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I've written an amd64 assembly routine (in gas syntax using the System V calling convention) to convert three decimal digits to Densely packed decimal because I wasn't satisfied by the performance of the assembly generated by gcc and clang for all implementations of the conversion I could think of. Here is the code:

    .section .text
    .type decimal2dpd,@function
    .globl decimal2dpd

    # convert three digits abc to DPD
    # SysV calling convention: a in edi, b in esi, c in edx
    # assumes 0 <= a, b, c < 10
    .align 8
decimal2dpd:
    mov %esi,%eax
    shl $4,%eax
    or %edx,%eax
    and $0021,%eax
    shl $7,%edi
    or %edi,%eax
    and $016,%edx
    btr $10,%eax

    # at this point, eax = (a & 7) << 4 | (b & 1) << 4 | (c & 1) and CF is set if a > 7
    # and edi is free for use
    jc .Lagt7

    # here a < 8
    shl $4,%esi
    btr $7,%esi
    jc .Lbgt7

    # here a < 8 and b < 8
    or %esi,%eax
    or %edx,%eax
    ret

    .align 8
.Lbgt7: # here a < 8 and b > 7
    or $0012,%eax
    shl $4,%edx
    mov $0104,%edi
    btr $7,%edx
    cmovc %edi,%edx
    or %edx,%eax
    ret

    .align 8
.Lagt7: # here a > 7
    shl $7,%edx # eax = (a & 1 | c & 6) << 7 | (b & 1) << 5 | (c & 1)
    or %edx,%eax    # now eax[10] is set if c > 7
    btr $10,%eax
    jc .Lcgt7

    # here a > 7 and c < 8
    or $0014,%eax
    shl $4,%esi
    mov $0002,%edi
    btr $7,%esi
    cmovc %edi,%esi
    or %esi,%eax
    ret

    .align 8
.Lcgt7: # here a > 7 and c > 7
    and $016,%esi
    or $0056,%eax
    shl $7,%esi
    mov $0100,%edi
    btr $10,%esi
    cmovc %edi,%esi
    or %esi,%eax
    ret
    .size decimal2dpd,.-decimal2dpd

This routine is roughly 10% faster than the C code implementing roughly the same algorithm shown below. I would like to know if there is any obvious or less obvious way to improve this routine for better performance.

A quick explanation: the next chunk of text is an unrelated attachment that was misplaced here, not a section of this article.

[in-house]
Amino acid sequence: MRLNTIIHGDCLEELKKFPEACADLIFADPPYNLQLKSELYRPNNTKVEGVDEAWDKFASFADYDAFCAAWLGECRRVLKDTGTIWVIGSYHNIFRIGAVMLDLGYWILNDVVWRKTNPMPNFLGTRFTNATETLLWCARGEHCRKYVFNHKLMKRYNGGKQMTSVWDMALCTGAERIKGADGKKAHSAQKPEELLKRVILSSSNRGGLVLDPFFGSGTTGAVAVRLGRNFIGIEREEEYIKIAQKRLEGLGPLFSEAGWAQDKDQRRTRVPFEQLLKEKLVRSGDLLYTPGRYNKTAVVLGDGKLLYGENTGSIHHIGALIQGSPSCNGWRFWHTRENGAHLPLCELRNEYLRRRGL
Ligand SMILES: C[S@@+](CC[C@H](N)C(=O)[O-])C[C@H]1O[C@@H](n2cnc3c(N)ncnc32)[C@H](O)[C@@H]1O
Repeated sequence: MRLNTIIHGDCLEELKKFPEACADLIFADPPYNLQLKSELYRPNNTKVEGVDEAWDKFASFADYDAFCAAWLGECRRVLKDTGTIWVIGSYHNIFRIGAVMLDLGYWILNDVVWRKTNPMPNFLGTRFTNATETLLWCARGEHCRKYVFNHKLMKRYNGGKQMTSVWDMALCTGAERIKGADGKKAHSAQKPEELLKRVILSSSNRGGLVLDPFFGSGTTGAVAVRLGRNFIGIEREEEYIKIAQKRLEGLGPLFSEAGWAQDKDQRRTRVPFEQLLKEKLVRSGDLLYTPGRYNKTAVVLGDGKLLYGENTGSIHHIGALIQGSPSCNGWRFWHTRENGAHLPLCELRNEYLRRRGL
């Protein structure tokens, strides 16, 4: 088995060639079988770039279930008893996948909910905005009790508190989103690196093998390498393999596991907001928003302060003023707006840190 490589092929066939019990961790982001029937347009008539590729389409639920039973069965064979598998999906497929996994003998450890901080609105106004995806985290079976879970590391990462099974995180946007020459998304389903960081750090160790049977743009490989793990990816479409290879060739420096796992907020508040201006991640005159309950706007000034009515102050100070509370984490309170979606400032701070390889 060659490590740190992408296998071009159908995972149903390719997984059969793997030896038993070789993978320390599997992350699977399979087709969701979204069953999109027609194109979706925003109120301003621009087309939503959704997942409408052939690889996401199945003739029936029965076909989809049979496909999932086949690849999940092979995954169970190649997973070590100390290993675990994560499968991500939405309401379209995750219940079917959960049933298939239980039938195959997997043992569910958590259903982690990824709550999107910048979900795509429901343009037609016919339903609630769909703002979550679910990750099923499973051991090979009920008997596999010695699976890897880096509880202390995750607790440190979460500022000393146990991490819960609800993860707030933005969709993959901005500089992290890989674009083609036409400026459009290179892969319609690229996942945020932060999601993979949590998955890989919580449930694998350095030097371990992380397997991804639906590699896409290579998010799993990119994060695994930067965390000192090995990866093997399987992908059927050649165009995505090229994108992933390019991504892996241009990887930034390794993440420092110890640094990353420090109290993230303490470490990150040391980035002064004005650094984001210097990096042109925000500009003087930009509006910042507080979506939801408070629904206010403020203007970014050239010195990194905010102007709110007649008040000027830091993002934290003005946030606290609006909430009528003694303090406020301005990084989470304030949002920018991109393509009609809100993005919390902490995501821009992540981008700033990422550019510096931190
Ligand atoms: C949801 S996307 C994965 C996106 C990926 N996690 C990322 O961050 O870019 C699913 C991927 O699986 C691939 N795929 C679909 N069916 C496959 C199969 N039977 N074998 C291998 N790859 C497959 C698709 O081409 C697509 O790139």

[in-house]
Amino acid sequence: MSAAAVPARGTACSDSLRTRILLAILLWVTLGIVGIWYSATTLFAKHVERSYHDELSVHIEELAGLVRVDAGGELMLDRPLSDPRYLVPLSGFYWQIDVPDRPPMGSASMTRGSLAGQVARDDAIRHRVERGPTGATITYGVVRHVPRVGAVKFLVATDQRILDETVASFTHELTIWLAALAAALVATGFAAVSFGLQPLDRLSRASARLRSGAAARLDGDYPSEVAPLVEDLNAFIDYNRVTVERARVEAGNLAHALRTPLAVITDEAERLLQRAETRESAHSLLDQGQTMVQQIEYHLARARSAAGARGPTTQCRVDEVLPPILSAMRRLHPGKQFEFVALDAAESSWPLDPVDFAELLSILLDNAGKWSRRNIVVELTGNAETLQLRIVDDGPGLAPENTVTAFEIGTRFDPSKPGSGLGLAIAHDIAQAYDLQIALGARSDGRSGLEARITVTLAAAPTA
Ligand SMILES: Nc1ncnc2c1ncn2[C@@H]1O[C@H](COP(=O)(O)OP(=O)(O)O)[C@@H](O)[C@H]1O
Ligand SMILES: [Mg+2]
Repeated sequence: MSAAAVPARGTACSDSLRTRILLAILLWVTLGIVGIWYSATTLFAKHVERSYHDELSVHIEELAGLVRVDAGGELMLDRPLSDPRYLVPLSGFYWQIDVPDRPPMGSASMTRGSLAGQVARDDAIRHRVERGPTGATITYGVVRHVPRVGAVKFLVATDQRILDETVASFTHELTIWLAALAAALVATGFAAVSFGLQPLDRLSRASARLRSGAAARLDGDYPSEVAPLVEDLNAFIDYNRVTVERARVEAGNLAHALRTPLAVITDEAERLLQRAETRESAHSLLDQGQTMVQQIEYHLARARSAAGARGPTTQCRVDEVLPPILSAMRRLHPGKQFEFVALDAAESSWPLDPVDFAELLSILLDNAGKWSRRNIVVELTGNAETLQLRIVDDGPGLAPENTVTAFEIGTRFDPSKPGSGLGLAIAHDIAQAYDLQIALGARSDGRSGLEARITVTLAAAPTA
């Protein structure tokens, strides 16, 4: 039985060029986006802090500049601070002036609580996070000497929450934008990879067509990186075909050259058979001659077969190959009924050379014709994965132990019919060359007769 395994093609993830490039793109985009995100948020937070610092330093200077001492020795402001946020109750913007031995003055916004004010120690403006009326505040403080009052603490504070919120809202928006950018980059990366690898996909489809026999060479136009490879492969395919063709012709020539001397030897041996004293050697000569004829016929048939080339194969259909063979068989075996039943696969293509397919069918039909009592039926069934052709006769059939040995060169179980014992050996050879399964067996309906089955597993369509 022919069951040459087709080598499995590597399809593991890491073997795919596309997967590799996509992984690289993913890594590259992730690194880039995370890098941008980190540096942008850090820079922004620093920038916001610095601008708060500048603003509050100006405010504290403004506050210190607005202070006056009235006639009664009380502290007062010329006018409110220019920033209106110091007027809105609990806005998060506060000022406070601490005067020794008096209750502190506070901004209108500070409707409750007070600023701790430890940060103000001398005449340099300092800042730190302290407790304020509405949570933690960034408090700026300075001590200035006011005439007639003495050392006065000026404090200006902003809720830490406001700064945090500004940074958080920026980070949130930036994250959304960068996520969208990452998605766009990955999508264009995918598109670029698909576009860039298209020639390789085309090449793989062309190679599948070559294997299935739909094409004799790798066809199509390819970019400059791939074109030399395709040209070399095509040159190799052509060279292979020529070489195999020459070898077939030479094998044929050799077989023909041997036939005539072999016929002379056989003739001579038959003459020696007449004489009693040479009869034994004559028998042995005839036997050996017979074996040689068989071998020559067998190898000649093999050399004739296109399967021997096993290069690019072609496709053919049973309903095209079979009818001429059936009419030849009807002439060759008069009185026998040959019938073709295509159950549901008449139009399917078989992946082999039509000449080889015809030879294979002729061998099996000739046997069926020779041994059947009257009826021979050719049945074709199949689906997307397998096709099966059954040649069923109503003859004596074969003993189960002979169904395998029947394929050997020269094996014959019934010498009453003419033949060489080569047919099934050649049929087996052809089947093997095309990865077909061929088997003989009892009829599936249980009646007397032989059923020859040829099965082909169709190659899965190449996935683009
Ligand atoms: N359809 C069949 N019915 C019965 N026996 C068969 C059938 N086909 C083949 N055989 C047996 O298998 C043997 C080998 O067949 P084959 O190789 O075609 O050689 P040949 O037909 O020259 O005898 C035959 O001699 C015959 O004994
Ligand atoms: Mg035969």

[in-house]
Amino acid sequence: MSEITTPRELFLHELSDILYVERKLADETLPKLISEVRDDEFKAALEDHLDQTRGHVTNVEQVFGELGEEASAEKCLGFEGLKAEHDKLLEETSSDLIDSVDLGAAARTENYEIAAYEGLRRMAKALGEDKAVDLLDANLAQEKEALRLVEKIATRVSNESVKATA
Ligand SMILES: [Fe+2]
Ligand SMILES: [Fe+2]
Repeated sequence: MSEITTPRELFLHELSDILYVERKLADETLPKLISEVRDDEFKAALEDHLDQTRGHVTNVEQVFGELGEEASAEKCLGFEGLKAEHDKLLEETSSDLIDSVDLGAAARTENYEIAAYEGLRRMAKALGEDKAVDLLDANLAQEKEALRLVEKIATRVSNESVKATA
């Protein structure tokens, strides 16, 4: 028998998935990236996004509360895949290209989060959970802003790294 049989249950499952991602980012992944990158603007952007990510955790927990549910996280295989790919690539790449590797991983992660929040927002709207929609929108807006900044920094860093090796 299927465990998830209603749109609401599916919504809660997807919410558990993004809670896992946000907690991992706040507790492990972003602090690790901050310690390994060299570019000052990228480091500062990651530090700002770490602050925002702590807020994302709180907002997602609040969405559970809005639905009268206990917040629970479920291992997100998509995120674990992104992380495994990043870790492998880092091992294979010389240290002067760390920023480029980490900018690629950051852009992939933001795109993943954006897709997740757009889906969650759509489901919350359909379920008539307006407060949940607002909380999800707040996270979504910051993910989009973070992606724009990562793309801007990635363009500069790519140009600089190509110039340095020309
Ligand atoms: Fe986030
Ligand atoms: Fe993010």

extern unsigned
decimal2dpd(unsigned a, unsigned b, unsigned c)
{
    unsigned result = c & 1 | (a & 7) << 7;

    if (a < 8) {
        if (b < 8)
            return result | b << 4 | c;
        else
            return result | (c > 7 ? 0104 : (c & 6) << 4) | (b & 1) << 4 | 0012;
    } else {
        result |= (b & 1) << 4;

        if (c < 8)
            return result | (c & 6) << 7 | (b > 7 ? 0002 : b << 4) | 0014;
        else
            return result | (b > 7 ? 0100 : (b & 6) << 7) | 0056;
    }
}

I especially believe that the fact that all arguments are in the range 0–9 can be exploited further, I didn't found a way to do so though (except for a).

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Using a tiny (24 byte) lookup table and some multiplication trickery, I was able to make the following implementation (roughly 1.5 times as fast as the original):

        .section .text
        .type bcd2dpd_mul,@function
        .globl bcd2dpd_mul

        # convert BCD to DPD with multiplication tricks
        # input abcd efgh iklm in edi
        .align 8
bcd2dpd_mul:
        mov %edi,%eax           #   = 0000 abcd efgh iklm
        shl %al                 #   = 0000 abcd fghi klm0
        shr %eax                #   = 0000 0abc dfgh iklm
        test $0x880,%edi        # fast path for a = e = 0
        jz 1f

        and $0x888,%edi         #   = 0000 a000 e000 i000
        imul $0x0490,%di        #   = aei0 0000 0000 0000
        mov %eax,%esi
        and $0x66,%esi          # q = 0000 0000 0fg0 0kl0
        shr $13,%edi            # u = 0000 0000 0000 0aei
        imul tab-8(,%rdi,4),%si # v = q * tab[u-2][0]
        and $0x397,%eax         # r = 0000 00bc d00h 0klm
        xor %esi,%eax           # w = r ^ v
        or tab-6(,%rdi,4),%ax   # x = w | tab[u-2][1]
        and $0x3ff,%eax         #   = 0000 00xx xxxx xxxx
1:      ret

        .size bcd2dpd_mul,.-bcd2dpd_mul

        .section .rodata
        .align 4
tab:
        .short 0x0011 ; .short 0x000a
        .short 0x0000 ; .short 0x004e
        .short 0x0081 ; .short 0x000c
        .short 0x0008 ; .short 0x002e
        .short 0x0081 ; .short 0x000e
        .short 0x0000 ; .short 0x006e
        .size tab,.-tab

which was optimized further with help from the folks on Stackoverflow.

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